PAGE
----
Theatre Group for Children Forms

If they looked out their windows on Saturday, Marissa Pace Winkelman’s neighbors had something to watch.

For hours that day, a group of children stood on the narrow sidewalk at Winkelman’s, waiting their turn to step to the front.

After watching a demonstration, Tuttle sophomore Ryan Mackey stepped up. Fifth grader Taryn Hill took a deep breath, jumped in his arms, and was swung over his shoulder, around his back and back to the front. Both of them grinned with the satisfaction of accomplishment.

The rest of the students applauded. So did Winkelman - their instructor. Then she smiled and said, "Try it again."

So they did. Then they tried it with different partners, and those students tried it with even more different partners, until everyone had performed the dance step several times.

"Good job, guys," Winkelman said. "Now let’s get back inside and work on music for a while."

Winkelman and her students - the 20 charter members of the Oklahoma Children’s Acting Guild - share a love for the theatre and everything that goes with it. Winkelman got her start on stage when she was in elementary school and is now teaching what she has learned to others.

After continuing to perform in high school and college, Winkelman earned a degree in theatre and acted in several shows in the Oklahoma City area. But it wasn’t until last summer that she decided to work with children. She contacted members of the Tuttle Community Arts, and together they presented Li’l Abner in the fall. That musical featured more than 40 children and entertained audiences with the show’s professional quality.

"I don’t think everyone realized just what these kids could do if they were given the right direction and the opportunity to excel," Winkelman said. "But I knew they could do it."

After the show ended, Winkelman talked to several members of the cast and found that they wanted to keep performing and learning about the theatre. That’s when the idea for the Oklahoma Children’s Acting Guild began to form in her mind. Several of the Li’l Abner actors signed up with her right away. Then a few new students heard about the classes and got involved.

Currently, the Tuttle members include Jake Garrett, Kevin Gottman, Krislyn Gottman, Ericka Green, Brooke Hemphill, Christopher Hill, Taryn Hill, Jessica House, Jessica Howard, Logan Johnson, Tommie Littleton, Ryan Mackey, Lindsey Phelps, Bryce Richardson, Taylor Sparks and Bryce Tabb. Rounding out the group is Zac Housel of Edmond, Bailey Stringer of Norman, Antonio Gloria of Mustang and Jeff Moody of Yukon.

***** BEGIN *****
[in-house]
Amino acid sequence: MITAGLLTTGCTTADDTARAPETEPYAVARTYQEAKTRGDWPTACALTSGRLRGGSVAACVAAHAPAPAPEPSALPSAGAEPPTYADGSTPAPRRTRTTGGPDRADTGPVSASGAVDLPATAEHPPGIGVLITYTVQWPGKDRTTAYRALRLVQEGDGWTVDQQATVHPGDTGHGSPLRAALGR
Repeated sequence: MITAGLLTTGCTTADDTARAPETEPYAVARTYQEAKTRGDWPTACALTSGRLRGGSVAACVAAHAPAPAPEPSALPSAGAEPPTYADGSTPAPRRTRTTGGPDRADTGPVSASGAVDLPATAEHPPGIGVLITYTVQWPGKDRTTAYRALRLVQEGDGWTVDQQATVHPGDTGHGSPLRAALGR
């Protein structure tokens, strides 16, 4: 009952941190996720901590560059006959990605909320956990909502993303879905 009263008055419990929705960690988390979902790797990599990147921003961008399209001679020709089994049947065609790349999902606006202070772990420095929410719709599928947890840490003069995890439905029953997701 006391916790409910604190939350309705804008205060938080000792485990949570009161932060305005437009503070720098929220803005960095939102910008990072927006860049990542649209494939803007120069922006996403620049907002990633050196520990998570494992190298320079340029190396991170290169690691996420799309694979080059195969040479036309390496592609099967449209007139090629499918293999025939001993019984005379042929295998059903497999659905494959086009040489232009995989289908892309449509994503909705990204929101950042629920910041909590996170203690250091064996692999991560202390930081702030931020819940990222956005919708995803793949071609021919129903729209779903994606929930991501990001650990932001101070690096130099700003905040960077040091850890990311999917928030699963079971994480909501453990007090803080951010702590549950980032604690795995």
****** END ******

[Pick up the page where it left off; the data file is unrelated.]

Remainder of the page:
Winkelman plans for the group to perform several musicals during the year. The students will also be learning songs, monologues and scenes from different shows for musical revues between major productions. Most of the shows will take place in Tuttle, but some will also travel to other locations across the state for new audiences.

In addition, Winkelman is keeping track of other items that may be of interest to her students.

"I’m on listings for several different theatres in the area, plus I have a lot of friends in the industry," she said. "I’m making sure my students have the opportunity to audition for shows with companies like the Pollard Theatre, Shakespeare in the Park, Oklahahome Children’s Theatre and Jewel Box."

Winkelman also plans to use her contacts at metro radio and television stations to help her students get additional exposure.

On a broader scale, Winkelman said she has friends in the theatre industry living in New York City, Los Angeles and Dallas who have been supplying her with information about auditions and opportunities for children in those areas.

In Tuttle, the first show Oklahoma Children’s Acting Guild will be producing will be Babes in Arms, which is set to open in April. The musical Oklahoma! will follow.

The students meet every Saturday, where they work on acting techniques, singing and movement. Winkelman has two separate classes, one for elementary children and one for students in middle school and high school. Each class lasts for two hours.

Several of her students are also taking advantage of her private lessons, which provide an opportunity for speciality instruction. Winkelman lets the student lead during the private lessons, and they study whatever is of current interest to the child.

"During private lessons, we can work on singing, audition techniques or preparation for pageants," she said. "It’s really a time for one-on-one study of whatever they feel the need to work on. We can even work on delivery for a speech contest or a talent show. I have one child who’s going to be auditioning for the Quartz Mountain Institute and I’m going to help him with his audition preparation."

Winkelman said that although auditions for the major roles in Babes in Arms is complete, she is still accepting students, and chorus parts in the show are still available. For information, call 381-3388.

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